The Super Hueys could fly at night, but Cal Fire decided against using the 50-year-old single-engine copters for firefighting or rescues in darkness, Brown said. With the arrival of the Hawks, the agency has the first nighttime capacity since the aviation program began with converted crop dusters deployed as air tankers in the 1950s.

The $288 million purchase came at an opportune time, said state Sen. Mike McGuire, D-Healdsburg, whose district has been hit by seven major wildfires since 2015.

“It’s about damn time we’re making these new investments,” he said, calling the Hawks “game changers that can help us combat this new reality of megafires.”

Despite the rash of calamitous Northern California wildfires since 2015, McGuire said it took “an enormous push” to secure funding for the new helicopters. In the last five years, wildfires have scorched more than 5 million acres in California, an area larger than Sonoma, Napa, Lake and Mendocino counties combined.

“It has become crystal clear that the status quo has become unacceptable,” he said. “All of us know what a relief it is to see our aerial cavalry arrive.”

On large wildfires, there can be 20 or more helicopters aloft, along with a dozen or more fixed-wing tankers and air tactical supervisors in three small single-engine aircraft directing the air assault through radio contact with pilots and firefighters on the ground.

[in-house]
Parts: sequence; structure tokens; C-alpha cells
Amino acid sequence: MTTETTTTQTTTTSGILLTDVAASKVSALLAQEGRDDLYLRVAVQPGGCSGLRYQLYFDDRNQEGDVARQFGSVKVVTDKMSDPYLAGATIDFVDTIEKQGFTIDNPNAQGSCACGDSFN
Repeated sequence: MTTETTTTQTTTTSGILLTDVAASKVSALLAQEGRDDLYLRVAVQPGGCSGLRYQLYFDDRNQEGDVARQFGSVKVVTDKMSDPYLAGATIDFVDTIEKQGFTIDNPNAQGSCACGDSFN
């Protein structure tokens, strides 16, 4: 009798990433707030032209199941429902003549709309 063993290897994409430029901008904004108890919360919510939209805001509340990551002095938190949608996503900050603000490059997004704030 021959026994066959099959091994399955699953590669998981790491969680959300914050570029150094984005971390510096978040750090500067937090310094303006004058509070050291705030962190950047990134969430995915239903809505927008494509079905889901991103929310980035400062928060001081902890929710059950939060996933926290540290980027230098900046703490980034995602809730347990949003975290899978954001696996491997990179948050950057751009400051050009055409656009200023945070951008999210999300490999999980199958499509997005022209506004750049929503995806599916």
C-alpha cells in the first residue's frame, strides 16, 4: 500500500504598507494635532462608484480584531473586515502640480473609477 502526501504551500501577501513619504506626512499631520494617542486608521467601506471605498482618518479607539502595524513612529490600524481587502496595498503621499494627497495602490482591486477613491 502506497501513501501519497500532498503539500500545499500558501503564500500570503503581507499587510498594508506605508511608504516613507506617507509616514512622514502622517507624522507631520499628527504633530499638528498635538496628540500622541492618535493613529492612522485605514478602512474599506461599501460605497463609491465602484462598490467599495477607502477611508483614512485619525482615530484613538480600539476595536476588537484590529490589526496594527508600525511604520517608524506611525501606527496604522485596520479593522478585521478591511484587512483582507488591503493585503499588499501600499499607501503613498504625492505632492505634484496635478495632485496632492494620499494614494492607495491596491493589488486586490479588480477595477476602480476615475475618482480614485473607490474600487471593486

Tankers are the backbone of the operation, spreading bright pink retardant ahead of the flames to coat fuel and slow the blaze. Helicopters are the ribs, dropping water to extinguish the fire as dozers and ground crews work below, Brown said.

“You gotta have both,” he said. “It’s crowded up there.”

During the Kincade fire last year, Cal Fire reported helicopters had dropped 2 million gallons of water and air tankers had unleashed 1 million gallons of retardant.

Wildfires sometimes die down at night, with lower temperatures and lighter winds affording “an ideal time to attack the fire,” said Jake Serrano, Cal Fire battalion chief at the Sonoma County airport helitack base.

The Hawks, equipped with a hoist and a 250-foot cable for rescues, give Cal Fire “a weapon it never had before,” he said.

Whether the high-tech copters would have made a difference during the wind-whipped Kincade fire in October or the deadly Tubbs fire of 2017 is uncertain. Rough air is a consideration, in addition to wind velocity, Brown said, noting the downwind side of a ridge often has severe turbulence.